"As for Ms. Kendrick's statement that "the city must follow federal law," it should also be reminded that per the US Constitution "powers not delegated to the United States by the Constitution, nor prohibited by it to the states, are reserved to the states respectively, or to the people." Granted, there are a lot of laws at all levels that may be in conflict that often get worked out before going to court, but it is in fact the state/local laws that should trump Federal laws (granted, DC is not a state)."

THAT is the most ridiculous piece of nonsense I've ever read. We fought a civil war to determine that federal law is supreme, and any student of government can recite Dillon's Rule. Federal law trumps state law, which trumps local law. Period. And DC can't even pass a parking ordinance without the tacit approval of Congress.

And all of the above examples trump the Office of Historic Preservation, which is cruisin' for a bruisin'.

Posted by: Incredulous | January 10, 2008 2:45 PM

Perhaps it will take a law suit or action by the feds to get the Mayor to do what he should have done when he took office...that is either bring in his own people to run Historic Preservation or abolish it forever. Given a choice of concrete/steel buidlings or the rights of homeowners, it is a no brainer.

Posted by: Anonymous | January 10, 2008 3:47 PM

To Other Option:
Assisted Living can be fatal. The facility required a change in her oxygen concentrator to its own provider--who mis set the replacement to half the level she was to get. Oxygen deprivation does horrible things to people. She fell one night, pushed her care button, and no one came until morning. She spent the night on the floor. Her facility looked nice to those not living there.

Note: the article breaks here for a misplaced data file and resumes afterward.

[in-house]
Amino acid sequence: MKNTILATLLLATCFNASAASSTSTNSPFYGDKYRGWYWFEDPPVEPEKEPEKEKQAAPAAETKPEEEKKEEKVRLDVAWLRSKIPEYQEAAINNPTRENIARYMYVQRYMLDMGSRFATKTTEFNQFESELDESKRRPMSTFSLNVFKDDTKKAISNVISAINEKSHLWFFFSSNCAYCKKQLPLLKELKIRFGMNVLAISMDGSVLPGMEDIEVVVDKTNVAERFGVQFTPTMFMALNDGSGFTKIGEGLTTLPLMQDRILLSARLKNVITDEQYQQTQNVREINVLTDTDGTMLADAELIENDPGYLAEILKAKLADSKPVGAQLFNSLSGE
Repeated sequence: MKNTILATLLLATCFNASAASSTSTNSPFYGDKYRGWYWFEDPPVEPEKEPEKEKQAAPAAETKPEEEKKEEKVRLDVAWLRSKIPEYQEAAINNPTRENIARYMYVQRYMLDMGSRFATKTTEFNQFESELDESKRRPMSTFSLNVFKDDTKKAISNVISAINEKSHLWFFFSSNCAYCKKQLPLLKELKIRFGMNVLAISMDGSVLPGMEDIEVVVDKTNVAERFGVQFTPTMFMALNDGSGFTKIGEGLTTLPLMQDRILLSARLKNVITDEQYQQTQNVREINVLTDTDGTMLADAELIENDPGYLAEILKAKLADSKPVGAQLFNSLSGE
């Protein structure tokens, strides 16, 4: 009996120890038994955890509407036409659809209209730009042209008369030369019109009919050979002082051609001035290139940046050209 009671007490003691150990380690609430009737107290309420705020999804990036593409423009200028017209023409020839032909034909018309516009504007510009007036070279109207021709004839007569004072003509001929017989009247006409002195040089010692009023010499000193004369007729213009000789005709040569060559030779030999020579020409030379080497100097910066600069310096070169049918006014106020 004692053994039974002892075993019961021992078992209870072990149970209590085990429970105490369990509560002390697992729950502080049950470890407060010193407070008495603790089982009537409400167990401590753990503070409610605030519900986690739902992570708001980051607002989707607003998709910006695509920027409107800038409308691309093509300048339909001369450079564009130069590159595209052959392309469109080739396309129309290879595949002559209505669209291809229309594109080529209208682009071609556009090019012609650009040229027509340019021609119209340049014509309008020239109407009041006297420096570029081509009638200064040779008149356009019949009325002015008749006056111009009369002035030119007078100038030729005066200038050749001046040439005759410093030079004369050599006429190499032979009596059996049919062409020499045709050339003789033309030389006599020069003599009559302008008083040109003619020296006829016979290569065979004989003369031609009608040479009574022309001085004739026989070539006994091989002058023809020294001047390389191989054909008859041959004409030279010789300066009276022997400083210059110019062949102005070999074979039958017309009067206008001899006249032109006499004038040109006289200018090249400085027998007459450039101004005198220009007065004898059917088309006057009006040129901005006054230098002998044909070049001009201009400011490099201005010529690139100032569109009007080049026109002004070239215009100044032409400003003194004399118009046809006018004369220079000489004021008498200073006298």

Posted by: Anon | January 10, 2008 5:29 PM

i couldn't recite dillon's rule, but after some googling... state laws aren't really trumped by fed laws. still, that whole not being a state business is a problem...

Posted by: DPC | January 10, 2008 5:34 PM

Mr. Fisher, you need to provide your readers with all of the facts in this case.

Mr. Lucas' first proposal was for a ramp that was too steep to meet DC code and too steep to safely maneuver a wheelchair.

You don't point out that Mr. Lucas is renovating the entire house, which gives him lots of flexibility to accomodate historic preservation. It was Mr. Lucas' choice to house his parents in the basement. He rejected suggested ways to accomodate them on the first floor. He also rejected alternatives that would have provided a safer ingress and egress from the back of the house, which is already handicapped accessible.